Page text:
Rafael Padilla (Omar Sy) was among the world’s first (and certainly first in France) famous black performing artists. He rose to prominence as the clown Chocolat, and enjoyed spectacular success for his part in the then novel double act with white clown Foottit (James Theirée) – although perhaps ‘enjoyed’ is somewhat overstating the case.

When we’re introduced to Padilla at the end of the 19th century, he’s already in a struggling rural circus, playing the role of Kanaga, and presented as a savage, exotic wonder of the African continent. Demeaning, but a paying gig for a performer with limited training and options at the time. At least he’s doing better than Foottit, who is failing auditions, his act being written off as stale. But the eureka moment quickly arrives, and the duo soon realises their value when they are called up to a major theatre in Paris.

Padilla’s experience of fame was brutally fickle, a bitterly sharp double-edged sword for the Afro-Cuban child of slaves. The fact that parallels can be drawn between his situation a century ago and today is as powerful as it is shameful, and its one of the film’s great strengths - it’s a just shame that the (multi-credited) screenplay isn’t smooth enough to convey the subtlety and delicacy it deserves; too often, good work elsewhere is undone by thudding exposition and tin-eared dialogue.

There’s really no better actor working today to portray Padilla than the towering Sy (even though, judging by the actual footage of the clown used in the film, he was not a big man), whose imposing physicality can be disguised through any combination of charm and chops, or revealed it in moments of ferocious self-defence. He doesn’t miss a beat, and has an excellent match in Thierrée as the strange, never completely knowable Foottit, and watching the white clown quietly navigate his own problems and oppressions is another of MONSIEUR CHOCOLAT’s many pleasures.

MONSIEUR CHOCOLAT is released June 29 in Australia and NZ.

2016 Recap

Now that the dust has settled on 2016, I'm taking a look back. Not at the year as a whole - it's still too soon, and too damned depressing. But as far as movies go, it was pretty unusual. A year when so many a tentpole movies didn't so much outright disappoint as they didn't quite live up to expectations. For many of the biggies, it was too often a year of forgettable averageness. When it was being delivered by ostensibly the same team, why wasn’t GHOSTBUSTERS as good as THE HEAT? STAR TREK: BEYOND? Better than the last one, not quite as good as the first. X-MEN: APOCALYPSE: WTF? (okay, that was just a huge and outright disappointment).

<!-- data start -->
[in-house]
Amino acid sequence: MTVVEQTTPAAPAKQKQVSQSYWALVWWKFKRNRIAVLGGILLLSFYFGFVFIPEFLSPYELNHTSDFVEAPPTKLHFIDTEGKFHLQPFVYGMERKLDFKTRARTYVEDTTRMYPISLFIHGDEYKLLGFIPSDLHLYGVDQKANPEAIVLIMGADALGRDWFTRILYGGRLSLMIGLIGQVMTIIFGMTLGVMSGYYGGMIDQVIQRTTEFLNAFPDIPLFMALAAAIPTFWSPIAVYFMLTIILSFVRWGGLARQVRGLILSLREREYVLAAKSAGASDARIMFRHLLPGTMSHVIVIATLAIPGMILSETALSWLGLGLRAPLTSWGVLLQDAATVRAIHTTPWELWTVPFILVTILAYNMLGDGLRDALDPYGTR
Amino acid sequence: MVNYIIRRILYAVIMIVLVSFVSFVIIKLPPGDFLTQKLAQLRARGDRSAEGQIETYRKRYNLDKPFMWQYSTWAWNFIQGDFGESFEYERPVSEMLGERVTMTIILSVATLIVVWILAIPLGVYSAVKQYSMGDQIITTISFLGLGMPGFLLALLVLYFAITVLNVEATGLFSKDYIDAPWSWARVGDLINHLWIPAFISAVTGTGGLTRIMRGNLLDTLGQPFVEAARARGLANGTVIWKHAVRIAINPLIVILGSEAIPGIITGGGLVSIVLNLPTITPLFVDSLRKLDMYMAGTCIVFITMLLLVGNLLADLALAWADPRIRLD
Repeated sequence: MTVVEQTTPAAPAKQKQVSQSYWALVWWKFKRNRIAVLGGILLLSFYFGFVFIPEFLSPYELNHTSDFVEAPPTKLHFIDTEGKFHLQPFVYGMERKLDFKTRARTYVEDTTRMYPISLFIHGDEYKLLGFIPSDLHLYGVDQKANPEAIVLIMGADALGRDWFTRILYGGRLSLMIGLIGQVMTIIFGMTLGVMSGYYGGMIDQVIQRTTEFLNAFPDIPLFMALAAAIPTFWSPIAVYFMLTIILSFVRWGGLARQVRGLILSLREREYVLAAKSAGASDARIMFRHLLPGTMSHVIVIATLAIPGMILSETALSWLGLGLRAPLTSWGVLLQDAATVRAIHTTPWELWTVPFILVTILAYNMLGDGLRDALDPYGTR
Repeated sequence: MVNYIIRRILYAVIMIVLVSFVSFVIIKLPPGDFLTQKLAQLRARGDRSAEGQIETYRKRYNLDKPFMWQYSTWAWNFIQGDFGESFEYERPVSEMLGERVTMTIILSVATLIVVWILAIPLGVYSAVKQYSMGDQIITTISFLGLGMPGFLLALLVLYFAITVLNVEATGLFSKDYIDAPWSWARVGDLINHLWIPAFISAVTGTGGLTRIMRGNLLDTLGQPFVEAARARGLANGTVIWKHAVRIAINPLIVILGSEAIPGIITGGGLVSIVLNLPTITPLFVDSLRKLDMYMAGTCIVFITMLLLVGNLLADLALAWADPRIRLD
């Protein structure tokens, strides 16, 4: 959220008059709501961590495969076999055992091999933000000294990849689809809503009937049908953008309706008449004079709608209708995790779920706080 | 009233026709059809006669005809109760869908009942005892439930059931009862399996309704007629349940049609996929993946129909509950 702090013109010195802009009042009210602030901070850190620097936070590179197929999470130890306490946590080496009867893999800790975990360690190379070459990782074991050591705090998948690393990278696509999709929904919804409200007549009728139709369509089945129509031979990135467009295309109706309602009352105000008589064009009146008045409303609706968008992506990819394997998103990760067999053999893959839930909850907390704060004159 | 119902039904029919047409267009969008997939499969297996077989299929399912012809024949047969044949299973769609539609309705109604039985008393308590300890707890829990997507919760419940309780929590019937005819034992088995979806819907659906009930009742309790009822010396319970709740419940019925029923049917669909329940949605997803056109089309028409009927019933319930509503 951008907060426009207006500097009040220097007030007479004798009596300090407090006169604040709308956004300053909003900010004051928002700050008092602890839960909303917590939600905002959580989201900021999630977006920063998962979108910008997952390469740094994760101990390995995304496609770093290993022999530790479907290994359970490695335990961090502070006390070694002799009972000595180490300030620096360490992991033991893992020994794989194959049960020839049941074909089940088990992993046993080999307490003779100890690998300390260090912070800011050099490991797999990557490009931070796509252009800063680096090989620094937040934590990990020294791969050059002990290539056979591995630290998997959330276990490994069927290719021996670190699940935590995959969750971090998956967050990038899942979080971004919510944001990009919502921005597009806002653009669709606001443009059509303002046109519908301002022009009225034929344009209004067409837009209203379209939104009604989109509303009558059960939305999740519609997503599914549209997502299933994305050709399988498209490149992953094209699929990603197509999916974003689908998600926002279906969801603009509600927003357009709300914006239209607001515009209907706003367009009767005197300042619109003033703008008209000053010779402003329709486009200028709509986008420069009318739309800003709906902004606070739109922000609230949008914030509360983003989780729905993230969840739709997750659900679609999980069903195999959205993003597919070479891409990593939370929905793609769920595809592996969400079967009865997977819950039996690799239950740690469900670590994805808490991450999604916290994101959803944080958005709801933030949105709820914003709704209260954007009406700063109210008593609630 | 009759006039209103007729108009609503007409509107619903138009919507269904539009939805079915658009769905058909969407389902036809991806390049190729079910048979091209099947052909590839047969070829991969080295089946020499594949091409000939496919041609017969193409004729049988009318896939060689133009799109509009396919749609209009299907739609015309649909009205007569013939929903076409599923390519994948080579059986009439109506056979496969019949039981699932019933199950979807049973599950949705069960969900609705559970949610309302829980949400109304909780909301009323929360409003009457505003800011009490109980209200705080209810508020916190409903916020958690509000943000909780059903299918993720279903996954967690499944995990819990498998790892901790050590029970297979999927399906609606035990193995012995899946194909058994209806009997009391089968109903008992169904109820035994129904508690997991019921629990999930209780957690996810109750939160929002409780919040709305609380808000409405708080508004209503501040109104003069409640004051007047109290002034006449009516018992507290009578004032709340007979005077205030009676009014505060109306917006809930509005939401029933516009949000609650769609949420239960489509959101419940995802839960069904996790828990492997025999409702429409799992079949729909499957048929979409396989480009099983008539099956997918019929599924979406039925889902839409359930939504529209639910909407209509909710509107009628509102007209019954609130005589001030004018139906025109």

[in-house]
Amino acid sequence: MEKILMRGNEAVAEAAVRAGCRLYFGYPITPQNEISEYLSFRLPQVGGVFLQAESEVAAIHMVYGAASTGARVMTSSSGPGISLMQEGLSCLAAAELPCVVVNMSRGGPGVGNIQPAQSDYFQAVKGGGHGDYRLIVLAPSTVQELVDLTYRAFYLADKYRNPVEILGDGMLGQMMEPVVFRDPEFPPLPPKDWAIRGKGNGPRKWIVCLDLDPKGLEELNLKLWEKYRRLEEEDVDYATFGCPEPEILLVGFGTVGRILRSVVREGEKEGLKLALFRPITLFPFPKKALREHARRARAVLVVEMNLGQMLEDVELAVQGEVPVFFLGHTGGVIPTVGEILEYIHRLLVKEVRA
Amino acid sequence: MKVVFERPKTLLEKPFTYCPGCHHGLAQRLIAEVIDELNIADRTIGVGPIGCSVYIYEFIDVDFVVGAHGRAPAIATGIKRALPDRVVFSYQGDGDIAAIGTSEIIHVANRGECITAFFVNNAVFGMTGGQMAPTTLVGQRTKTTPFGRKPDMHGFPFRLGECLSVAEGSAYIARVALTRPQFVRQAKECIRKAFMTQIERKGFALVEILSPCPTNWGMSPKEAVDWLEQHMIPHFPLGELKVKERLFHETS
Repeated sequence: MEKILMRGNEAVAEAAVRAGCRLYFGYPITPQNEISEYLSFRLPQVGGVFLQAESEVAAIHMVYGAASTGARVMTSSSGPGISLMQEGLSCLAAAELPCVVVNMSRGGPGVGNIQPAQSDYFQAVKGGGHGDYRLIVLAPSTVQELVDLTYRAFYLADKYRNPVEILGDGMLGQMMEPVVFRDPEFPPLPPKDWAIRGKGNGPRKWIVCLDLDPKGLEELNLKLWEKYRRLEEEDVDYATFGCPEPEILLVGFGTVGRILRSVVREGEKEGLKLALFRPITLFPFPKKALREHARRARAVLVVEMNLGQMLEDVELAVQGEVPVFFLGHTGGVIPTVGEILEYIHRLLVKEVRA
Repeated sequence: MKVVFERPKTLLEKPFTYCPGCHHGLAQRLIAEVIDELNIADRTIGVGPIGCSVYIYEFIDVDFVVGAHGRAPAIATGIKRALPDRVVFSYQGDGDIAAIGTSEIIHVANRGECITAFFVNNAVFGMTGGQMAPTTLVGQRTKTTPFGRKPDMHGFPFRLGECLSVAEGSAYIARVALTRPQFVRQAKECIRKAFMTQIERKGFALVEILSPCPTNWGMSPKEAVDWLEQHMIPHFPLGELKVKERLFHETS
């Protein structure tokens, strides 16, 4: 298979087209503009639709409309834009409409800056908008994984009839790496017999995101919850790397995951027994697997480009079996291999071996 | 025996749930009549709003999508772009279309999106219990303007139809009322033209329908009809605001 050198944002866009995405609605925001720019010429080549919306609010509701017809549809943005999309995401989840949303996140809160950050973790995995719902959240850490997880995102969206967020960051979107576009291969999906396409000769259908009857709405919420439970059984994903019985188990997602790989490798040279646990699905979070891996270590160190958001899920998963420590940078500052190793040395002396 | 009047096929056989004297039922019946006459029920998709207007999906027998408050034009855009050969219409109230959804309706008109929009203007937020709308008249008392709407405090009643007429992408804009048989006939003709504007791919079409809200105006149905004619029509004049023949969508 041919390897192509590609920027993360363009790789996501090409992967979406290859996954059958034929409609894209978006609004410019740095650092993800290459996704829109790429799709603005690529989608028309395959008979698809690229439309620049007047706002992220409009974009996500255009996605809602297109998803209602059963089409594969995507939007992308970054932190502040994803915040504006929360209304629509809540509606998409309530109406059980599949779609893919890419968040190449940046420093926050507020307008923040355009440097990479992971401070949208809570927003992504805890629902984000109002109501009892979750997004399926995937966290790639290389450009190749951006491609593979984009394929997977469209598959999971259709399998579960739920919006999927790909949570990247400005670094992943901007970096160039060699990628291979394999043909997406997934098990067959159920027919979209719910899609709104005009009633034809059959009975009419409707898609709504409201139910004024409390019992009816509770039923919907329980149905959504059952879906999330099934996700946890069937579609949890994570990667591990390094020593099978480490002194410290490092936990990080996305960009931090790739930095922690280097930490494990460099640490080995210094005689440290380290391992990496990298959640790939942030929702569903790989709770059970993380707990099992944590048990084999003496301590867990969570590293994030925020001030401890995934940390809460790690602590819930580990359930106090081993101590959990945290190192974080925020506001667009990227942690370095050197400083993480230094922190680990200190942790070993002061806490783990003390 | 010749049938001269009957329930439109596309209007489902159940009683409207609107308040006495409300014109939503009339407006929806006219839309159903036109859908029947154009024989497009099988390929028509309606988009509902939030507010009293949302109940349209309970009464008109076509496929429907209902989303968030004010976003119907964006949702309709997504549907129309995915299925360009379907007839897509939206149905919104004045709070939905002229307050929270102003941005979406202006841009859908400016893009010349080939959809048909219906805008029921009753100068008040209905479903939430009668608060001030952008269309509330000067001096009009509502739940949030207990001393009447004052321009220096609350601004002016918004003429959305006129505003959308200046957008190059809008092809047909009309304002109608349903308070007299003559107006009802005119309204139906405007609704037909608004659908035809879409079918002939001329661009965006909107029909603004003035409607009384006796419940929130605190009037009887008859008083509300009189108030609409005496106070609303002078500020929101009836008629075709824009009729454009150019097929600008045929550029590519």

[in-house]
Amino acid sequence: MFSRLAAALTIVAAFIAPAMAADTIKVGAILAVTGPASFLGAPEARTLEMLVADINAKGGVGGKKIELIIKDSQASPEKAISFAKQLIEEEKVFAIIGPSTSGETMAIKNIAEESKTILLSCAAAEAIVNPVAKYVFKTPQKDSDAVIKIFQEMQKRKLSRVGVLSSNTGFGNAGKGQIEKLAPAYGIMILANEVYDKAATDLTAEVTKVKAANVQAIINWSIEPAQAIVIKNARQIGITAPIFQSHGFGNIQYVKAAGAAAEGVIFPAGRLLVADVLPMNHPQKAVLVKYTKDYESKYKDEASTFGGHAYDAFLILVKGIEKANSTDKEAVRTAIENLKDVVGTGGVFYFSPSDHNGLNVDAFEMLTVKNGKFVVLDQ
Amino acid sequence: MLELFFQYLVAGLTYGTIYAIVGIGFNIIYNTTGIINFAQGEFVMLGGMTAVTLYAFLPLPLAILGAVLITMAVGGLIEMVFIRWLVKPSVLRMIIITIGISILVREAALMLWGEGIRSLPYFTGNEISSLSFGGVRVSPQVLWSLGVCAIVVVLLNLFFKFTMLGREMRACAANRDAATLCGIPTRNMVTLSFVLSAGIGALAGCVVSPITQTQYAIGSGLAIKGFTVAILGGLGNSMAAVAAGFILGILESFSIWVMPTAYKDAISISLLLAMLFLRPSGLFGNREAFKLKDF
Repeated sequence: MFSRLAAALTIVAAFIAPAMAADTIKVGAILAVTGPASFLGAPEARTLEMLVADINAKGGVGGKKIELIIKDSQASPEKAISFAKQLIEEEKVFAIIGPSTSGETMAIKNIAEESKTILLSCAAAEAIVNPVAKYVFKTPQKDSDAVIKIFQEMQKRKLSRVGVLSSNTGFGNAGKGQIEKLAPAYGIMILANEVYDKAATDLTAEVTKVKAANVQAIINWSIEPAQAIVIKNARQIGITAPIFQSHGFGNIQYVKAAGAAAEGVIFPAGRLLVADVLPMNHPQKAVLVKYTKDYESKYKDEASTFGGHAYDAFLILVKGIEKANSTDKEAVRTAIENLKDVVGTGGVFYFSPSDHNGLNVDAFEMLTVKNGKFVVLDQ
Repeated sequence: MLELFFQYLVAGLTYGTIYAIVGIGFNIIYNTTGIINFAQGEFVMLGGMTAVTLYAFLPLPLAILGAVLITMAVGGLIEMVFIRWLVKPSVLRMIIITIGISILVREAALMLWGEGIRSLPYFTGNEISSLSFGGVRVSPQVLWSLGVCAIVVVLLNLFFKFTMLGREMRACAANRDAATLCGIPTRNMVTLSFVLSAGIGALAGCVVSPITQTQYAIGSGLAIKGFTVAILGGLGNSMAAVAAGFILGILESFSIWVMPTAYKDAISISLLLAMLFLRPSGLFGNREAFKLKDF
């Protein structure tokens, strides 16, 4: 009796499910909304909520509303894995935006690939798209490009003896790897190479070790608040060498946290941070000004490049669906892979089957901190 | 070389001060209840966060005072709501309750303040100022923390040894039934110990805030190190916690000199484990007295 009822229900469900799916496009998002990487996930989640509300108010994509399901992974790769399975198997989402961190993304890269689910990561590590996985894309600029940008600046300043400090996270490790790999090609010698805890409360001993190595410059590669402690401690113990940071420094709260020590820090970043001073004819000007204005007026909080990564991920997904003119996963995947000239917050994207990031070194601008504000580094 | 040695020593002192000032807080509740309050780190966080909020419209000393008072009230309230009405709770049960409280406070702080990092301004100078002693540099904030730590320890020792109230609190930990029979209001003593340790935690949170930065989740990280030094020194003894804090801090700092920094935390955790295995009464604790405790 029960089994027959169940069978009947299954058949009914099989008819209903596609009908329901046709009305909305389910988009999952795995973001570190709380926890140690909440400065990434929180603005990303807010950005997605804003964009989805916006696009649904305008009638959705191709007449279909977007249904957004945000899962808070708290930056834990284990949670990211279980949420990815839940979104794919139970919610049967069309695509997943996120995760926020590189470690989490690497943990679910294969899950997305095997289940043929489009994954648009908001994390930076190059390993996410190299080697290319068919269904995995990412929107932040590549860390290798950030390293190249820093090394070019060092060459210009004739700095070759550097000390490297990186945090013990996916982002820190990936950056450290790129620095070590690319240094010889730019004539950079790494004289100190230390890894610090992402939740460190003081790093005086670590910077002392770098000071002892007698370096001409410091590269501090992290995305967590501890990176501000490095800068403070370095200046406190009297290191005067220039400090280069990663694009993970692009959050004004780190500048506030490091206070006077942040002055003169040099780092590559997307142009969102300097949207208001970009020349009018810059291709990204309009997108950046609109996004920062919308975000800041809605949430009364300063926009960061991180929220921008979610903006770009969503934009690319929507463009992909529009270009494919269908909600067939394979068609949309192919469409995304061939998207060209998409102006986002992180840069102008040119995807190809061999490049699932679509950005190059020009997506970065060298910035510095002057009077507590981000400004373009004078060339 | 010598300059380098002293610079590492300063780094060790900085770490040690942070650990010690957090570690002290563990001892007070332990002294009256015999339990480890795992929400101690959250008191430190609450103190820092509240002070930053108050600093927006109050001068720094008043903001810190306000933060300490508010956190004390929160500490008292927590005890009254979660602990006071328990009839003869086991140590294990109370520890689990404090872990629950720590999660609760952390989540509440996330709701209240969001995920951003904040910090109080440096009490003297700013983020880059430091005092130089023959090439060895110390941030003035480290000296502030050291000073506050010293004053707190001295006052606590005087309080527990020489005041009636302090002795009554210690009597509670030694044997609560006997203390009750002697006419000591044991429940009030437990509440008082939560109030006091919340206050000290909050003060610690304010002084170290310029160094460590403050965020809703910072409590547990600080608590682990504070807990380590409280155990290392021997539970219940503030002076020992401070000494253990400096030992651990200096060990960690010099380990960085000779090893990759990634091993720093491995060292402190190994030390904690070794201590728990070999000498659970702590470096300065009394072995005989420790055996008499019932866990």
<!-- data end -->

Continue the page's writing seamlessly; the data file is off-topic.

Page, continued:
But while only a few of the giants really delivered, the year was peppered with great things in small packages, which has produced two notable results: 1) it’s been really hard to cull my list to ten favourites this year - so many of my listed honourable mentions could easily have had a spot on the final list. 2) This phenomenon has made everyone else’s lists really diverse, which is far more interesting.

As ever, there’s a long list of films that either I didn’t see, or which weren't (legally) released in this part of the world prior to Dec 31. Obviously there’s dozens of these, but off the top of my head, among some of the most popular and oft written about are:



























Moving onto those which could quite easily have made my final list on a different day, it's (VERY) HONOURABLE MENTIONS:















Which leaves the final list. The big enchiladas (mmm, enchiladas); my FAVOURITES FOR 2016:


Fortunately I saw this two days before the US election, so for those 48 hours I was able to enjoy the unbridled humanist optimism of Denis Villeneuve’s thoughtful sci-fi. Beautiful to look at, and – bar one tiny, niggling plothole – clever.



S. Craig Zahler’s remarkable debut horror Western not only succeeds in both genres, but constantly manages to make a virtue of its tight budget; the stillness of the camera serves to both soak up the great characterisations and, eventually, amplify the horror (which classily remains jump-scare free) with its unflinching matter-of-factness.



Richard Linklater’s ‘spiritual sequel’ to the brilliant DAZED & CONFUSED is a curious beast, blending meandering humdrum realism (this is all character and no plot, but in a good way) with nostalgia and a searing attention to period (in this case 1980) detail, and steadfast refusal to take shortcuts with or pigeonhole its subjects; we’re doing a lot more than simply following a bunch of ‘dumb jocks’ around for the weekend.



I went in expecting another charming, low budget British drama starring Maggie Smith in the same sort of role she usually plays (very well, I might add). I got that, but I also finally got why Alan Bennett is so revered. With THE LADY IN THE VAN, Bennett not only writes himself, but splits his ‘character’ in two (both played superbly by THE CROWN’s Alex Jennings), laying bare some glorious insights about the writing process itself.



Tarantino promised something special with his ‘roadshow presention’ Western parlour piece, and he delivered – even if I’m not completely sure what he’d delivered by the end of it (in America, misogyny has always trumped racism? Answers on the back of a comments section, please). But whatever I continue to miss, there's plenty else to love about it: 70mm Ultra Panavision! Morricone! All the clichés about the things Tarantino does best! Etc.!